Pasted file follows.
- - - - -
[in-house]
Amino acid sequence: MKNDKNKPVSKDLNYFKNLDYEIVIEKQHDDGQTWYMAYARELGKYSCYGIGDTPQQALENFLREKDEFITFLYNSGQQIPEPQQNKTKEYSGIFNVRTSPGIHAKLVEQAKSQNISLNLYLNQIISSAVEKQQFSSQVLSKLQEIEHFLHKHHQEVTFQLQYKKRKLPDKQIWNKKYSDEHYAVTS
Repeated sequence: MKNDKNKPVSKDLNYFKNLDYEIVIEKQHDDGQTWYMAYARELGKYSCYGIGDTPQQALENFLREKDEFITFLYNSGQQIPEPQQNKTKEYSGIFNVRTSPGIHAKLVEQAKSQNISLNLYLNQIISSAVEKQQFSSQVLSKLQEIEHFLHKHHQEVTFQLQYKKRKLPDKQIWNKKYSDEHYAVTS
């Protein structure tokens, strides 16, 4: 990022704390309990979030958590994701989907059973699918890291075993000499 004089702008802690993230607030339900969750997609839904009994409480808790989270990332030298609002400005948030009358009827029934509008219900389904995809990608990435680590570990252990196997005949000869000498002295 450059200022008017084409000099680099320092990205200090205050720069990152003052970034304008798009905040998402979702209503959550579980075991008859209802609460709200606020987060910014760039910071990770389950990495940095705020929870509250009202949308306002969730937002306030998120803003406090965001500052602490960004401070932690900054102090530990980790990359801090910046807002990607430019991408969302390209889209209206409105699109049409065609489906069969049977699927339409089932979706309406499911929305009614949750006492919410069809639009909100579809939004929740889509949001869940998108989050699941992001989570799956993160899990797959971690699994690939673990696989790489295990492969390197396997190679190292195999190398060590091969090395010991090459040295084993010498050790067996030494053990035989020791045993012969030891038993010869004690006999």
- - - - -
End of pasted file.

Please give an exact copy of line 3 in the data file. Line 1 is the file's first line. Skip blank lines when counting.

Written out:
Repeated sequence: MKNDKNKPVSKDLNYFKNLDYEIVIEKQHDDGQTWYMAYARELGKYSCYGIGDTPQQALENFLREKDEFITFLYNSGQQIPEPQQNKTKEYSGIFNVRTSPGIHAKLVEQAKSQNISLNLYLNQIISSAVEKQQFSSQVLSKLQEIEHFLHKHHQEVTFQLQYKKRKLPDKQIWNKKYSDEHYAVTS